From Publishers Weekly
In a botched effort to arrest a violent armed robber, police officers under the command of Chief Constable Robert Watts raid the wrong house and gun down four people at the outset of the strong first in British author Guttridge's Brighton trilogy. Watts publicly defends his officers, but pressure escalates for him to step down. His troubled marriage collapses after the press learns that he had an affair with Det. Sgt. Sarah Gilchrist, one of the members of the assault team. When long-lost papers surface relating to an unsolved 1934 case in which a woman's body parts were found in luggage left at railway stations, Watts ends up assisting a reporter who reopens the case. Despite a major coincidence that connects the two plot lines, Guttridge (Two to Tango) successfully pulls readers in, and many will be eager to pick up the dangling plot threads in the second book. (Dec.) (c)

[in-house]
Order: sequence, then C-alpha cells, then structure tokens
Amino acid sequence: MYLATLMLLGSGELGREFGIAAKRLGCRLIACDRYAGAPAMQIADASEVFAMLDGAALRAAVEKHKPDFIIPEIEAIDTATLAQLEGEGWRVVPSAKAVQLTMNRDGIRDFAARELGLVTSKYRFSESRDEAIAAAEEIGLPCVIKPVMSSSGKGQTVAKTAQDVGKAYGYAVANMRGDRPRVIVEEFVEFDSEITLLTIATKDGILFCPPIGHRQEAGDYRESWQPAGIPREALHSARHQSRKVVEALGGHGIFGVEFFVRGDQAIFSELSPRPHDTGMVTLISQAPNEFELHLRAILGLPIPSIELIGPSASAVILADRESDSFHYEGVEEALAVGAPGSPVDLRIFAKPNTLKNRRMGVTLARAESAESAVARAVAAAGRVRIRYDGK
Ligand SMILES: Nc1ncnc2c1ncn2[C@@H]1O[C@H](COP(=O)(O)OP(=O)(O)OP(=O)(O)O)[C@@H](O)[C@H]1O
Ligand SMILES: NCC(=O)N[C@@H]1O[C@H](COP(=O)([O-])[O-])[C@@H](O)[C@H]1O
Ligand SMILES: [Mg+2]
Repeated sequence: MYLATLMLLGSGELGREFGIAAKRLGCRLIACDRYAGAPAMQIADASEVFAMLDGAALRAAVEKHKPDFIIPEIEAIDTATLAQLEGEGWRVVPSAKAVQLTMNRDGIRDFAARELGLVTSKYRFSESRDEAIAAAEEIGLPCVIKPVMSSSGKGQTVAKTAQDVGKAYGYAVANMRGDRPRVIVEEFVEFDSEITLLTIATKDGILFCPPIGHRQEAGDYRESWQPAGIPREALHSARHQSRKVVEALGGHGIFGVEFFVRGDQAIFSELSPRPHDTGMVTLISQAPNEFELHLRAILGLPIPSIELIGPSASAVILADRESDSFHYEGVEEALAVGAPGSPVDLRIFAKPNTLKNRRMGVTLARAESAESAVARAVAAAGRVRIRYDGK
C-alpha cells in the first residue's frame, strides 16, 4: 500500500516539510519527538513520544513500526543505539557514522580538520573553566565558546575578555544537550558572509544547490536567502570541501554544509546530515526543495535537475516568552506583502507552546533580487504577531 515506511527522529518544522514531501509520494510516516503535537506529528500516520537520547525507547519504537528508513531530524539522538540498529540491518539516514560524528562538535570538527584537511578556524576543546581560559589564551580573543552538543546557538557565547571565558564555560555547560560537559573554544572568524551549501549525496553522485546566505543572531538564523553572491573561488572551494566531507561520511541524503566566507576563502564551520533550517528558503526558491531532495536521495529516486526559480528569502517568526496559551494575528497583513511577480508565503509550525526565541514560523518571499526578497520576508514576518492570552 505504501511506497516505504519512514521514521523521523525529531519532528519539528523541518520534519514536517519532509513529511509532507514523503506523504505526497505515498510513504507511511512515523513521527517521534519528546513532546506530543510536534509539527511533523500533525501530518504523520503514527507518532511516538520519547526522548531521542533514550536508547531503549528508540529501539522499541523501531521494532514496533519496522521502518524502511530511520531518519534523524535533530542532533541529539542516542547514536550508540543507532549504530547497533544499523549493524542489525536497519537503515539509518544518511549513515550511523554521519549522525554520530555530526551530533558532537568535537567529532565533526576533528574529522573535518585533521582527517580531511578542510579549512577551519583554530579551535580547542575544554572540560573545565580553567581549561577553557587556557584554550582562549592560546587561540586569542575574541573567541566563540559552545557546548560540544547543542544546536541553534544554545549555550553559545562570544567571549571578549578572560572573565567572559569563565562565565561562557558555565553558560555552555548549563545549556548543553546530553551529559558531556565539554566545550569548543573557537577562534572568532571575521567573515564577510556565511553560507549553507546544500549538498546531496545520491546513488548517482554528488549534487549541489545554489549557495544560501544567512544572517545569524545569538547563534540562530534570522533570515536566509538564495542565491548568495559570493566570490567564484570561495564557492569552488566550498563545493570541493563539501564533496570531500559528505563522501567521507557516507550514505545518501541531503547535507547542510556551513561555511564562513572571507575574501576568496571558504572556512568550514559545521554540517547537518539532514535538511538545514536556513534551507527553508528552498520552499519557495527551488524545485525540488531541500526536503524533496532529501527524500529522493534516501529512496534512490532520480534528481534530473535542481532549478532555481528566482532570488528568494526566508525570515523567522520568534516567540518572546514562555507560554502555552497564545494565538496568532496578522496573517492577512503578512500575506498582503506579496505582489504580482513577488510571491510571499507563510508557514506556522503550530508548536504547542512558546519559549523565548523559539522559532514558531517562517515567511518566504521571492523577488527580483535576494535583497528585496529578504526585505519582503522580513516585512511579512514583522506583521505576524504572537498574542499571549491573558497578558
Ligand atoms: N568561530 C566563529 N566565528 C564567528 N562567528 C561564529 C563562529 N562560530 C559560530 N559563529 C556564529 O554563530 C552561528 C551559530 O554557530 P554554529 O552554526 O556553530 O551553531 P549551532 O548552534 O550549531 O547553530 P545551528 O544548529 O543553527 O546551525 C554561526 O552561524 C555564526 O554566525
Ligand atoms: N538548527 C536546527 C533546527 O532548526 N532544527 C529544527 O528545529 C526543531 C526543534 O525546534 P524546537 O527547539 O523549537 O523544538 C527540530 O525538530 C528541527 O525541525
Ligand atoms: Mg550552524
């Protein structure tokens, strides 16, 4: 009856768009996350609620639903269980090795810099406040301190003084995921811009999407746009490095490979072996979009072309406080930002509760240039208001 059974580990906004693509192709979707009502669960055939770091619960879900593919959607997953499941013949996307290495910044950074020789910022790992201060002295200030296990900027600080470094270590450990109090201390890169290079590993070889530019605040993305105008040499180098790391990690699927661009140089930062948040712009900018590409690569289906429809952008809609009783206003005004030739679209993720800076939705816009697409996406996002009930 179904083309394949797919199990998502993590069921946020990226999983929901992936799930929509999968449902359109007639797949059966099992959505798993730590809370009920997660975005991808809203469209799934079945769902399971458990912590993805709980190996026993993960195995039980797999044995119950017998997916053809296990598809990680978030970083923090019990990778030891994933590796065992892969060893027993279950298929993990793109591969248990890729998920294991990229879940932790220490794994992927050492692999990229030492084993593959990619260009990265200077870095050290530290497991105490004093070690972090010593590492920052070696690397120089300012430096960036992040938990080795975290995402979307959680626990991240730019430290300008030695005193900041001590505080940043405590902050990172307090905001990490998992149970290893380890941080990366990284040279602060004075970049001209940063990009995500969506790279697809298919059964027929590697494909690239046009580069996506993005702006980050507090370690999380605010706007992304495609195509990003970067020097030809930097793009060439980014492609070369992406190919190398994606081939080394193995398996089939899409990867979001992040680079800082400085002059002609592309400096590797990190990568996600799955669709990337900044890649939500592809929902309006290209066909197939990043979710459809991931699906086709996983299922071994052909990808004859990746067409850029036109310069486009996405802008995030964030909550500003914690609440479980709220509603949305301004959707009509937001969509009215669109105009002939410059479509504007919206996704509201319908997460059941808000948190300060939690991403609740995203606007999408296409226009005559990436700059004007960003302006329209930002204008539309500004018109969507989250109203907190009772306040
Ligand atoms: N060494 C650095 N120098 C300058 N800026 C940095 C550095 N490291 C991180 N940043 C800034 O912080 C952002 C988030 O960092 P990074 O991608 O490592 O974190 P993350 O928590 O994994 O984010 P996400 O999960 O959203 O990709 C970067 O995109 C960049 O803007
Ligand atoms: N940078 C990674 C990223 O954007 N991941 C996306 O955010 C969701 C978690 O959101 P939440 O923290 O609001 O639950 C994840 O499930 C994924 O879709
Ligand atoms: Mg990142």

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An armed house arrest in Brighton goes horribly wrong, and Chief Constable Robert Watts’ career is on the line. Four people were killed in the operation (including a pregnant woman), and the operational commander committed suicide soon after. Watts is told to resign by his old friend, government fixer William Simpson. And when word leaks about Watts’ previous one-night stand with DC Sarah Gilchrist, who was in on the bungled arrest, both his job and his marriage are in tatters. As he enlists the help of security advisor James Tingley to get revenge for what he thinks was a setup, Watts also looks into a bizarre, unsolved murder case from 1934, investigated at the time by both his father and Simpson’s. This first of the projected Brighton trilogy leaves most of the answers about murders past and present decidedly up in the air. However, Guttridge has created a fine cast of fallible characters, and readers who can handle ambiguity—and are willing to wait for resolution through two more books—are likely to be amply rewarded. --Michele Leber